Initially the SEC was limited to the countryside, but slowly and surely the SEC made its way into China’s cities. In 1964 the campaign was officially adopted at Peking University and a work-team arrived in rder to expose those within the university administration that were allegedly taking “the capitalist road.”9 The university administration, in particular the chair of Peking University’s Party Committee, Lu P’ing, was quick to criticize the work-team and actively organized for their removal. Working with the Beijing Municipal Committee, a close ally to Lu P’ing, “struggle-meetings” were organized that denounced the SEC work-team and attempted to force the work team to engage in self-criticisms. When the work-team refused to submit to criticism, they were removed from Peking University and 80 members of Peking University’s faculty who had sided with the work-team’s criticisms of the administration were forcibly removed from campus to await trial inside of the International Hotel in Beijing. This group of radical academics was to become known as the International Hotel Group.10

Meanwhile, the play Hai Jui Dismissed from Office, written in 1961 by famed historian Wu Han, was beginning to stir-up new controversy. Despite initial positive reception from Mao, various prominent leftists within China felt that the play was in fact a thinly veiled critique of Mao and his dismissal of old army bureaucrats. Mao, responding to pressure from his base of support within China, brought up the idea of criticizing Wu Han at a Central Committee meeting in October of 1965. Fearing that the renewed criticism of Wu Han would empower opponents of Peking University’s Party Committee,11 Lu P’ing organized for nearly two-thirds of the students at Peking University, particularly those students who were not members of the Communist Party, to be sent to the countryside. Under the guise of fulfilling the goals of the SEC, Lu P’ing had managed to isolate most of Peking University’s students from both the International Hotel Group and the new leftist criticisms of Wu Han.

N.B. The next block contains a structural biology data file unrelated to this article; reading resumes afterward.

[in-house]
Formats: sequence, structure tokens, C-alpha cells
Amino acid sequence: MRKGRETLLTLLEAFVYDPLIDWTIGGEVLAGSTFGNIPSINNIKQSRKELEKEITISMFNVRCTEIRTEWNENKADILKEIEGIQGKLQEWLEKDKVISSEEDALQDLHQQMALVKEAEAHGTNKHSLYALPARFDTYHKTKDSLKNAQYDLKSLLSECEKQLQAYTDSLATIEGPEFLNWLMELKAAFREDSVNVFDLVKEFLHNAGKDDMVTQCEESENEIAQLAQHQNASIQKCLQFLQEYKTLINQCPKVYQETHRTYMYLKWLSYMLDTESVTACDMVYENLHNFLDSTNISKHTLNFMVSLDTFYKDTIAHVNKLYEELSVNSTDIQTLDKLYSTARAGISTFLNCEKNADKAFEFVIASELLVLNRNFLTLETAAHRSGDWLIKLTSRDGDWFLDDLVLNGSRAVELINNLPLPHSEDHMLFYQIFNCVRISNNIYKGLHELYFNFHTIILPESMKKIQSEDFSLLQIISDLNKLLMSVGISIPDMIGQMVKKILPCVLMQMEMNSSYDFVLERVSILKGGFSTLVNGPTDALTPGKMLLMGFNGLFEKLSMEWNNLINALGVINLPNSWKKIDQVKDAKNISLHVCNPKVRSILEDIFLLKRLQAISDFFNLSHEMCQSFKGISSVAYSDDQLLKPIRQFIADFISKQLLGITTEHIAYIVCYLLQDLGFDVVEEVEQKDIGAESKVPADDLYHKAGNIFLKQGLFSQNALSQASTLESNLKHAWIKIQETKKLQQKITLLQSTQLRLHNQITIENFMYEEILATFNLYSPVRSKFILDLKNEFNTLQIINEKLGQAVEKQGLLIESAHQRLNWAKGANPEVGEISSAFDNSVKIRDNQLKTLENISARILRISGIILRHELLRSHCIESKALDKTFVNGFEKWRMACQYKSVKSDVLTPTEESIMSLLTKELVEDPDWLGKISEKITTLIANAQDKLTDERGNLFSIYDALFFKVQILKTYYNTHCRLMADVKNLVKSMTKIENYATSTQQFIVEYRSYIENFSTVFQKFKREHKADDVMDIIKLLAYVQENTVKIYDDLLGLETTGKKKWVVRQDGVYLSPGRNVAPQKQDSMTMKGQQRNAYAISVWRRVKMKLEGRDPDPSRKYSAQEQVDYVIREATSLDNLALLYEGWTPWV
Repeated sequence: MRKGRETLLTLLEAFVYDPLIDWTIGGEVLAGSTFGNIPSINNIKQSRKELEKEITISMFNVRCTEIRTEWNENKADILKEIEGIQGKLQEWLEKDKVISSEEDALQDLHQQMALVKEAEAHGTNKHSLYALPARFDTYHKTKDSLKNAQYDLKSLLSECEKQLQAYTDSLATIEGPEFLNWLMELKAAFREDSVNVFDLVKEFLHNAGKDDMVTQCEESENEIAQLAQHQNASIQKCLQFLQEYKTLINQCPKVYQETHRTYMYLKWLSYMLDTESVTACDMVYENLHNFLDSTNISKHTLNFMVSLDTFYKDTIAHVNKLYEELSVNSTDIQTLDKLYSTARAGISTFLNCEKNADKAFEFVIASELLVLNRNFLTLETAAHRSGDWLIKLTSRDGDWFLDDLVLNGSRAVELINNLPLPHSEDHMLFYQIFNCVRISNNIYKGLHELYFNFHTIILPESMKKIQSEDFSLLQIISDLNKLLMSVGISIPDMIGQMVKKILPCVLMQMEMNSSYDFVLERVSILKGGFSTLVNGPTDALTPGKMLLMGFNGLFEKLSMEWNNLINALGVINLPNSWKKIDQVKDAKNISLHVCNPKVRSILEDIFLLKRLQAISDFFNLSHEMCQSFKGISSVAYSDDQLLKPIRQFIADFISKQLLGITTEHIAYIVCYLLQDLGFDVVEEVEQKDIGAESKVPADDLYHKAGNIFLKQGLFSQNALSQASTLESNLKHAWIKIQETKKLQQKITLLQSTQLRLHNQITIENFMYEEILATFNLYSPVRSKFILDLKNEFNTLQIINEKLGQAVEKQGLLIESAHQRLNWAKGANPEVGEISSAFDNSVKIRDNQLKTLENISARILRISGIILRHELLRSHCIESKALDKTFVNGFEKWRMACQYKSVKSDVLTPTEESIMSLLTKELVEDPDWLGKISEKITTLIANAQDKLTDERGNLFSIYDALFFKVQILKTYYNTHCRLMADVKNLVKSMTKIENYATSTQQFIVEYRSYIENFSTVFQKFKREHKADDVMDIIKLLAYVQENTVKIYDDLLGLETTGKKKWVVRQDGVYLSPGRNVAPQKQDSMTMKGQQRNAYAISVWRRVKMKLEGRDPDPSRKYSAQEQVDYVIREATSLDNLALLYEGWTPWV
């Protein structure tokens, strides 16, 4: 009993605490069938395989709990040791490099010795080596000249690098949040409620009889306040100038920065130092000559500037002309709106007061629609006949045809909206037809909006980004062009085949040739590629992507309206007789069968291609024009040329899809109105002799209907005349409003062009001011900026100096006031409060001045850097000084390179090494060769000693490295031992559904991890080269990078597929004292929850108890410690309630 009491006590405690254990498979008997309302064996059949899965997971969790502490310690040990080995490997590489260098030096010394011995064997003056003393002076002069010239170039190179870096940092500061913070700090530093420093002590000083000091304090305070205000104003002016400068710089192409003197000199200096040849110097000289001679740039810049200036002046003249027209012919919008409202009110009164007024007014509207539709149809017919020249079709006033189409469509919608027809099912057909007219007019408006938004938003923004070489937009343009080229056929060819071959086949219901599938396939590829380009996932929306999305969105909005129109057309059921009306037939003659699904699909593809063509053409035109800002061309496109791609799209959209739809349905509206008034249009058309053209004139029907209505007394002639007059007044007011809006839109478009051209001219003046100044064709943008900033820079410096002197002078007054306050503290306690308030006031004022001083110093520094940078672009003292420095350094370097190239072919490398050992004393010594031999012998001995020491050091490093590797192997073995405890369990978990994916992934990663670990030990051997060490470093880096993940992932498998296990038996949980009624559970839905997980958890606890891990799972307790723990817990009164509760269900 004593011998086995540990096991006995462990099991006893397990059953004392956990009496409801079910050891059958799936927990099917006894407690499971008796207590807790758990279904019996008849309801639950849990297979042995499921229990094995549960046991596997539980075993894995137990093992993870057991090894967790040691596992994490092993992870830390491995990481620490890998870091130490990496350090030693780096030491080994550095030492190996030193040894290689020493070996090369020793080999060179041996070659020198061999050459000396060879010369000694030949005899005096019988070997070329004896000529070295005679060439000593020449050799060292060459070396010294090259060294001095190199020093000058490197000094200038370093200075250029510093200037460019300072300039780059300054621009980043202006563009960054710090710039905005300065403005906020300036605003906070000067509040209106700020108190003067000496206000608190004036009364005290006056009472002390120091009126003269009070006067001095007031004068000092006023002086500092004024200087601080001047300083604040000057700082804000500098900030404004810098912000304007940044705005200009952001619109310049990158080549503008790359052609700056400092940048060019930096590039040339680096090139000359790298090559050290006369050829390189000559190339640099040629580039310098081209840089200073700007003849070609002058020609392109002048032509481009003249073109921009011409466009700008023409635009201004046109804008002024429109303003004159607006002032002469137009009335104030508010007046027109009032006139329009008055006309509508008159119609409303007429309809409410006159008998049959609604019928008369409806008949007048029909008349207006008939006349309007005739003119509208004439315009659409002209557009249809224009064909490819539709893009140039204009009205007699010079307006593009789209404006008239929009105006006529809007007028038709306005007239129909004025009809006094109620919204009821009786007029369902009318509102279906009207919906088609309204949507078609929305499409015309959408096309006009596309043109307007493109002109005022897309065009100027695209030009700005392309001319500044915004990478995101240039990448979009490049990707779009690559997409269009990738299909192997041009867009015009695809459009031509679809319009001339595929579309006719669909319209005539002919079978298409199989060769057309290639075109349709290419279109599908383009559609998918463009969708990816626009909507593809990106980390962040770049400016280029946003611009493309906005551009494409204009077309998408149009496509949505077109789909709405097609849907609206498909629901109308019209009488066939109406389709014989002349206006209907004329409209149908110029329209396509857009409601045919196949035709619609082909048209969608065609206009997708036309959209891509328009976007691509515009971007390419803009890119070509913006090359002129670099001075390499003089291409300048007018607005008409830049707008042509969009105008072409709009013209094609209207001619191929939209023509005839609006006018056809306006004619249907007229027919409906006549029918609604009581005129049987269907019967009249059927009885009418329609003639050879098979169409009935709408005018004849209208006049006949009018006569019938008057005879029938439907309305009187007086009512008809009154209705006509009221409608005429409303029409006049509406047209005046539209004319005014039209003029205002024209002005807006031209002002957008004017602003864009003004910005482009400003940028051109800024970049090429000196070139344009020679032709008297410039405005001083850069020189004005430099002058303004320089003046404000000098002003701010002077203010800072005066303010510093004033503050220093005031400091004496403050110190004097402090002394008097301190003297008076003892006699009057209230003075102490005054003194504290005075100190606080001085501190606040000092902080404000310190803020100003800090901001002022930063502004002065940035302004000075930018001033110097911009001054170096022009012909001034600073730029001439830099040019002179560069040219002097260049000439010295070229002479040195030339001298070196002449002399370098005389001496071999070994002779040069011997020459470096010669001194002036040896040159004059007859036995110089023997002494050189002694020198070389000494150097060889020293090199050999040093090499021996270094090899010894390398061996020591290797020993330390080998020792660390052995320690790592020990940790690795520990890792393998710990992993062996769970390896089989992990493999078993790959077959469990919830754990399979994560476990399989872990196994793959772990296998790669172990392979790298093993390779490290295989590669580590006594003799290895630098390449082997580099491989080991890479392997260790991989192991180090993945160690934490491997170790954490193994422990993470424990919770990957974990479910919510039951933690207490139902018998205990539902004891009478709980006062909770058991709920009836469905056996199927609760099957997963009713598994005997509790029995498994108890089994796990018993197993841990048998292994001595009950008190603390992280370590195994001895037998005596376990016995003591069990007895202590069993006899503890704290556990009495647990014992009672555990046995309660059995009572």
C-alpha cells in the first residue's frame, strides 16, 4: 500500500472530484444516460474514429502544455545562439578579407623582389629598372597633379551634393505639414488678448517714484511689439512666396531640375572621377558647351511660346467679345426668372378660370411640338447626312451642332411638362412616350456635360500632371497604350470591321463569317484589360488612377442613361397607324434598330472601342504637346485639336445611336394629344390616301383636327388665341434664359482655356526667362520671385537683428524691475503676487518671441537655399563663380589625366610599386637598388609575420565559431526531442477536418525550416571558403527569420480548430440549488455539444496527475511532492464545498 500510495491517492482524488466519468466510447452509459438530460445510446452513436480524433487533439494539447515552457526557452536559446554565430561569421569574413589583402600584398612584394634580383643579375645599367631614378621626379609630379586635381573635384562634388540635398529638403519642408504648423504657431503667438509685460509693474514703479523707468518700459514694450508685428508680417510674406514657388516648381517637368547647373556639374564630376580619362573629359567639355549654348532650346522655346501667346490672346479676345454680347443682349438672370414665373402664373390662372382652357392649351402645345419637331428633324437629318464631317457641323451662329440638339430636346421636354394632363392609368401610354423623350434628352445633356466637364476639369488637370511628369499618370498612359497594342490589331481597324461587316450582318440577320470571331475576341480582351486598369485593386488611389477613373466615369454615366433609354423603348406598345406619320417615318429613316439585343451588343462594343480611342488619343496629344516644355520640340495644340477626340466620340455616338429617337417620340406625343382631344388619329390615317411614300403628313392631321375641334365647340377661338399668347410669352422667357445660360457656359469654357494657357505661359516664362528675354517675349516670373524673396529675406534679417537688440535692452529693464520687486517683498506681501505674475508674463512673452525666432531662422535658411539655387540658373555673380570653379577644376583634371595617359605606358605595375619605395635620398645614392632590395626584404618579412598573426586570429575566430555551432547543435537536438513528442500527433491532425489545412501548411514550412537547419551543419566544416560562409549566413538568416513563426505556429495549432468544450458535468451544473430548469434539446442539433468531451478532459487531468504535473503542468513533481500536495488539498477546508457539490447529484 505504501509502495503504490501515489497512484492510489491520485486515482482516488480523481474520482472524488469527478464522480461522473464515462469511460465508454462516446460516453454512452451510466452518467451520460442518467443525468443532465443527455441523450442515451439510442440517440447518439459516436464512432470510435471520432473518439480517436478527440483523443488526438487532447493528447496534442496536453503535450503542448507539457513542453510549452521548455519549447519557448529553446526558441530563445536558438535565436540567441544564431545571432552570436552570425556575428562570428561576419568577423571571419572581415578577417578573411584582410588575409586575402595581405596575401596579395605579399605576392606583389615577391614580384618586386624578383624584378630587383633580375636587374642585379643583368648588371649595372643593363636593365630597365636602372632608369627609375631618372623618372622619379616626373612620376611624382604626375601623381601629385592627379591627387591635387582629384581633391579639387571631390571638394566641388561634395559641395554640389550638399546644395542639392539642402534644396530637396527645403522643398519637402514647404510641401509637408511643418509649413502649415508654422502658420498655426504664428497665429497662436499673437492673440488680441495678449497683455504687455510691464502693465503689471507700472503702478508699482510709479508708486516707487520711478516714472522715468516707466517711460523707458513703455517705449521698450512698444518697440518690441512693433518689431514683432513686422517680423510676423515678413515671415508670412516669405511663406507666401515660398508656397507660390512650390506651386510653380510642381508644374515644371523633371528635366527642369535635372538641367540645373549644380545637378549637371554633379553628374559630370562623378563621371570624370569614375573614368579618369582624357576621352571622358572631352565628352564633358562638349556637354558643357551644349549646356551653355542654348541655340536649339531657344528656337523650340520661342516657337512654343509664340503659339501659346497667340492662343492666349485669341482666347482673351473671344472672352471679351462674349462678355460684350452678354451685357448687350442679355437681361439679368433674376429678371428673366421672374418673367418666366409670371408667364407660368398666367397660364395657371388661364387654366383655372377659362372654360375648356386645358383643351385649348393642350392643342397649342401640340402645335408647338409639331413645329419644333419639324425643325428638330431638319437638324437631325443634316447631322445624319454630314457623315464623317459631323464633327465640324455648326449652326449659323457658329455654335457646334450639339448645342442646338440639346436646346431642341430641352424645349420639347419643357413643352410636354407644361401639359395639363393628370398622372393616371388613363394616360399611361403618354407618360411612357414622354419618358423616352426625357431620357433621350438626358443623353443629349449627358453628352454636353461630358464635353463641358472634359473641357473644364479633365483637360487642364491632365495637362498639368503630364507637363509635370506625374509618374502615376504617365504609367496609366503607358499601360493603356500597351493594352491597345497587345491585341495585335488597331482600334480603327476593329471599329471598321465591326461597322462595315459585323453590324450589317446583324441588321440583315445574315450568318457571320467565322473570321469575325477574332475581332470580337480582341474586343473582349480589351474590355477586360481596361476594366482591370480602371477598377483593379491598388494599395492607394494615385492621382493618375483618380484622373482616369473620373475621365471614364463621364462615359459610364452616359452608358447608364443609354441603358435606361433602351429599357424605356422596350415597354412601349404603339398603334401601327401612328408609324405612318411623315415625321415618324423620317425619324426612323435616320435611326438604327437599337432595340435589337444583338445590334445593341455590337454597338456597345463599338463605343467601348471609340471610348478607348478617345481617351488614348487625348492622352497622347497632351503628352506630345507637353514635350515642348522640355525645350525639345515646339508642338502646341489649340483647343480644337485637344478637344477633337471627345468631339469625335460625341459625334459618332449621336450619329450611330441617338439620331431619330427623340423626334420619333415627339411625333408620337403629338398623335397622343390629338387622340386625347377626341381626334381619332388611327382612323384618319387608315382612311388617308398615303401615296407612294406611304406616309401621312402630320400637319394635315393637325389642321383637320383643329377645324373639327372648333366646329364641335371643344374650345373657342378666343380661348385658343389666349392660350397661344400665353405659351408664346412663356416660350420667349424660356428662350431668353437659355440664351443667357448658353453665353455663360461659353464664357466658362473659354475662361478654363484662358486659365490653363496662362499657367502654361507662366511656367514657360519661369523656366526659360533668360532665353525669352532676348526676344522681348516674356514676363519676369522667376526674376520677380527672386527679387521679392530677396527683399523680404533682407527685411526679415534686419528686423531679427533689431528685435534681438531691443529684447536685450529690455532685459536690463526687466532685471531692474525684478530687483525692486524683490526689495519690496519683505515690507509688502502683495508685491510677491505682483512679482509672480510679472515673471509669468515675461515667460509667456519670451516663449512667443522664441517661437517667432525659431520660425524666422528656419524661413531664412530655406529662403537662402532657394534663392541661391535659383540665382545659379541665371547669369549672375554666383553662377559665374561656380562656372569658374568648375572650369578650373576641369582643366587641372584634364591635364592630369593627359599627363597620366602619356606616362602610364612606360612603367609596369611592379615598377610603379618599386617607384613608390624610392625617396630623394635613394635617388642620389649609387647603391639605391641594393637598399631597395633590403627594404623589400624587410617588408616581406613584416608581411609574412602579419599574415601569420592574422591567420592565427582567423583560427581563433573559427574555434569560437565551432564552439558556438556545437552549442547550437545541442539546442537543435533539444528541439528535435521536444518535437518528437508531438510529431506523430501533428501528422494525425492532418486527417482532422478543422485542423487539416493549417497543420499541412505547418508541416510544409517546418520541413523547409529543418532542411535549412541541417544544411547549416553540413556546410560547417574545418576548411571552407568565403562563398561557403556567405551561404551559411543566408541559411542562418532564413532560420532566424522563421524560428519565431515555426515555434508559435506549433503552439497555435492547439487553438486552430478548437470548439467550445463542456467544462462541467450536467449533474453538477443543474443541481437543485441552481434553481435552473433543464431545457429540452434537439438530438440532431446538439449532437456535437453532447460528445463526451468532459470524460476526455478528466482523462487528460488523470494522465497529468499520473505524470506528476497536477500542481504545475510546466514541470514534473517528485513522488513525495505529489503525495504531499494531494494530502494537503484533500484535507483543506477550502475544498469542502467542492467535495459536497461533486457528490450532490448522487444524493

Attempting to regain popularity amoungst the remaining students remaining at Peking University, Lu P’ing called a meeting of Party members in early May of 1966 where he encouraged the academic criticism of Hai Jui Dismissed from Office. Following this initial meeting, Lu P’ing began to organize public meetings where he echoed his encouragement of academic criticisms of Wu Han’s play. Lu P’ing had however seriously over-estimated his support within the Party at Peking University, and when various revolutionary elements within the Party began calling for a political criticism of Wu Han himself12, a call echoed by those faculty that still remained at the rossoquote2International Hotel, Lu P’ing began to realize that his control over Peking University was slipping.